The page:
Dream Machine : The Game ($0.99) by GameDigits Ltd is an optical illusion puzzle game that is similar to the likes of classics like Monument Valley. If you are looking for a fantasy puzzle to help you escape from reality, then you should give Dream Machine : The Game a try.
Even though I spend several hours of my day on my 3DS for handheld gaming, I still do my fair share of mobile gaming on my iPhone. After several years here at AppAdvice, and going through hundreds of different games on the App Store, I must say that one of my favorite genres is still the puzzle. There’s nothing like a good puzzle to help me unwind after a long and stressful day, and after the likes of Monument Valley, I love finding a game that is more about the experience, in addition to solid gameplay. When I saw Dream Machine on the App Store, I was instantly reminded of Monument Valley — it’s clear where this game got its inspiration from. However, there’s enough differences between the two that allow Dream Machine to stand on its own.
In terms of visuals, Dream Machine is beautiful, though there will be some criticism that it looks too similar to Monument Valley. The game sports a minimalistic aesthetic with softly colored backgrounds and 3-D rendered geometric shapes that form the Escheresque-style architectures. From a distance, the layouts appear simple and straightforward, but upon closer inspection, you’ll be tricked and deceived by the optical illusions. Things are not always as they appear, but Dream Machine still manages to be a beautiful package on your Retina screen. There’s a bit of a hazy overlay to the stages here, making it feel even more like a dreamscape and living up to the name. Animations are smooth and fluid, and there is an ambient and atmospheric soundtrack that is delightful to listen to as you play. For the best experience, grab your earbuds or headphones.
Dream Machine : The Game has an elementary but still interesting storyline, which I believe is designed to help make you think about things from a different perspective. In the beginning, you’ll see many small robots that are all working on their typical job in a cold and inhumane factory. Then you notice one robot fall asleep on the job, which is taken into account of immediately. After just a few moments, your robot friend is in a world full of new machinery, and it becomes a journey of breaking free from conformity at the workplace and finding freedom for your robot buddy.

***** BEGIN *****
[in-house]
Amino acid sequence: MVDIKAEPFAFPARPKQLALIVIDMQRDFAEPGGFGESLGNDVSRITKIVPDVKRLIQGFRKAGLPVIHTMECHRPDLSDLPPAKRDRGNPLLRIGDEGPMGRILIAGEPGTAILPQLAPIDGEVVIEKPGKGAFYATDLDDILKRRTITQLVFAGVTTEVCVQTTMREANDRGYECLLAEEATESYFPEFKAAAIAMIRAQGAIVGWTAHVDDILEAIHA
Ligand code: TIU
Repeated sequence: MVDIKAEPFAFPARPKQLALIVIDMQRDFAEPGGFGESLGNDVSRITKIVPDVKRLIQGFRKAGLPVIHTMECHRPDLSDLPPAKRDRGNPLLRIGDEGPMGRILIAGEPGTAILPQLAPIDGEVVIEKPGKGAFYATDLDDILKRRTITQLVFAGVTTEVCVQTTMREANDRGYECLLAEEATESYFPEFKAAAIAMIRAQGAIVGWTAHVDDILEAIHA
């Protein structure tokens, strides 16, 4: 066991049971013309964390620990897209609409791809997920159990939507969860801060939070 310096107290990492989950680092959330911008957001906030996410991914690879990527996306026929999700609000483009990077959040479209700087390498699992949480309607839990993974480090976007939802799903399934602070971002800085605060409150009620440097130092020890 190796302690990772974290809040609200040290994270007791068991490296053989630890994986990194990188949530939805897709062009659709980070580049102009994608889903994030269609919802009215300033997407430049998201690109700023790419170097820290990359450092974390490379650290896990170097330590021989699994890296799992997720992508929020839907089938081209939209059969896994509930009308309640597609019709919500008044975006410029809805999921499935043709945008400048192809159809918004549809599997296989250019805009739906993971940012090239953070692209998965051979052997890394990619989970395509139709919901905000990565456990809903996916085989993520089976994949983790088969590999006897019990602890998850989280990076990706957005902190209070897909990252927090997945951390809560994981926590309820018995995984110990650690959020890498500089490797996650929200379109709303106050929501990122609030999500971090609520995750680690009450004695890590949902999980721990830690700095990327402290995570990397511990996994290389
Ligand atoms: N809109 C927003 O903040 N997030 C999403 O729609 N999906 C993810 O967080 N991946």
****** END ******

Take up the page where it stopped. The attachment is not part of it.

Like typical puzzle games, Dream Machine is split up into different chapters that have their own set of levels. Some stages will be short and straightforward enough, while others are a bit more lengthy and take some more time to complete. However, one thing is clear — while the game looks like Monument Valley, the gameplay is closer to what you would find in Back to Bed, another Escheresque puzzle game. That is because your little robot character moves forward automatically, taking turns when necessary, so it’s your job to help guide him to the end of each section of a puzzle.
The controls in the game are simple and easy to learn. As the robot moves, you can tap on it to turn around at any time. If you tap-and-hold down anywhere on the screen, your robot will stop walking until you lift your finger. A 3D Touch allows you to change your robot’s speed, which is useful when timing is necessary to get across bridges and other gaps. When you see levers, switches, and wheels, just interact with them using your finger — they’ll affect the architecture in some way and form, so you must learn what they do first and use them to guide the robot to the end of the stage. As new mechanics are introduced, there will be instructional arrows and tips that tell you how to do them.
Another thing that sets it apart from other games of its calibur is the fact that there are boss battles in Dream Machine. The bosses will be the oppressors that demand conformity from all, but in a game about getting your freedom, all you can do is rebel and fight back.
While Dream Machine can be just another relaxing puzzle game, players are rewarded for being speedy when it comes to completing stages. The faster you are, the more “cogs” you’re awarded at the end of a level. These cogs are used to get upgrades for your robot, which mean faster completion times and better scores on the global Game Center leaderboards. With these factors taken into consideration, Dream Machine has a bit more longevity and replay value than the rest, which is nice.
I’ve only spent a bit of time with Dream Machine : The Game so far, but I’m rather enjoying what it has to offer. Yes, the graphics are beautiful though almost clone-like of Monument Valley, but the game adds a whole new layer of depth to the established game mechanics that Monument Valley popularized so that Dream Machine stands entirely on its own. Personally, I think Dream Machine is just a much welcome improvement over a classic, and there is plenty of fresh new elements to the game that will make you want to keep coming back. I’m not sure how long the game is since I’m still in the beginning, but I’ll be playing this one through to the end and eagerly await any additional level packs in the future, if that’s what the developer is going for. Seriously, Dream Machine is a great addition to any optical illusion puzzle game fan.
I highly recommend not writing off Dream Machine : The Game just because it looks like Monument Valley. The game has a familiar style, but plenty of new mechanics that make it into its own challenging game. You can find Dream Machine : The Game on the App Store as a universal download for your iPhone and iPad for just $0.99 for a limited time only. There are no in-app purchases.